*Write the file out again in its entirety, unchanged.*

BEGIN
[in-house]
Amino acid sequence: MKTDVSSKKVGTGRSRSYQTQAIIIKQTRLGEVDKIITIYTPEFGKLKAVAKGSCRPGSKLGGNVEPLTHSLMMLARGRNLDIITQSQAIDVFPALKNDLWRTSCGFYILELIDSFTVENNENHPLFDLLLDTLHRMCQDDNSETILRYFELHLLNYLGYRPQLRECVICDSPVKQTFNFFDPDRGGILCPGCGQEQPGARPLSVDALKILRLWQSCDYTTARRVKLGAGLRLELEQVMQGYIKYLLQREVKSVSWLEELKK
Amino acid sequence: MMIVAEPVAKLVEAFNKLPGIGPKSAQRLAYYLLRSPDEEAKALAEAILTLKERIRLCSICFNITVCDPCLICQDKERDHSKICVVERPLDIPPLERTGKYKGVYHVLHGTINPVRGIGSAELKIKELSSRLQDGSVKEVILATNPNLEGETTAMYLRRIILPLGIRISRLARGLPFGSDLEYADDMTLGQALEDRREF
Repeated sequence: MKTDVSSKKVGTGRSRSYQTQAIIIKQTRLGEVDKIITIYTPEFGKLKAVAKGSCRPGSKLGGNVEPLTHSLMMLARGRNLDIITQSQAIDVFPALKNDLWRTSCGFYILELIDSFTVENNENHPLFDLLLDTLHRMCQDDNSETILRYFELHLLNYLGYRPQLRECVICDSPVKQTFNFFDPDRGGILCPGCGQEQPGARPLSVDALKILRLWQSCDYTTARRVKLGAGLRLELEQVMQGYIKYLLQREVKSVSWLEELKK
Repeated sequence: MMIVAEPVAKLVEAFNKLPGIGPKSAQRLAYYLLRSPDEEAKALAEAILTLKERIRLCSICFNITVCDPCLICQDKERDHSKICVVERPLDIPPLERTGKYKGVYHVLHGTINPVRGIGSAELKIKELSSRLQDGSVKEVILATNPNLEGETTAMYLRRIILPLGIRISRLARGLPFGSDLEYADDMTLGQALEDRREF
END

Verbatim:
[in-house]
Amino acid sequence: MKTDVSSKKVGTGRSRSYQTQAIIIKQTRLGEVDKIITIYTPEFGKLKAVAKGSCRPGSKLGGNVEPLTHSLMMLARGRNLDIITQSQAIDVFPALKNDLWRTSCGFYILELIDSFTVENNENHPLFDLLLDTLHRMCQDDNSETILRYFELHLLNYLGYRPQLRECVICDSPVKQTFNFFDPDRGGILCPGCGQEQPGARPLSVDALKILRLWQSCDYTTARRVKLGAGLRLELEQVMQGYIKYLLQREVKSVSWLEELKK
Amino acid sequence: MMIVAEPVAKLVEAFNKLPGIGPKSAQRLAYYLLRSPDEEAKALAEAILTLKERIRLCSICFNITVCDPCLICQDKERDHSKICVVERPLDIPPLERTGKYKGVYHVLHGTINPVRGIGSAELKIKELSSRLQDGSVKEVILATNPNLEGETTAMYLRRIILPLGIRISRLARGLPFGSDLEYADDMTLGQALEDRREF
Repeated sequence: MKTDVSSKKVGTGRSRSYQTQAIIIKQTRLGEVDKIITIYTPEFGKLKAVAKGSCRPGSKLGGNVEPLTHSLMMLARGRNLDIITQSQAIDVFPALKNDLWRTSCGFYILELIDSFTVENNENHPLFDLLLDTLHRMCQDDNSETILRYFELHLLNYLGYRPQLRECVICDSPVKQTFNFFDPDRGGILCPGCGQEQPGARPLSVDALKILRLWQSCDYTTARRVKLGAGLRLELEQVMQGYIKYLLQREVKSVSWLEELKK
Repeated sequence: MMIVAEPVAKLVEAFNKLPGIGPKSAQRLAYYLLRSPDEEAKALAEAILTLKERIRLCSICFNITVCDPCLICQDKERDHSKICVVERPLDIPPLERTGKYKGVYHVLHGTINPVRGIGSAELKIKELSSRLQDGSVKEVILATNPNLEGETTAMYLRRIILPLGIRISRLARGLPFGSDLEYADDMTLGQALEDRREF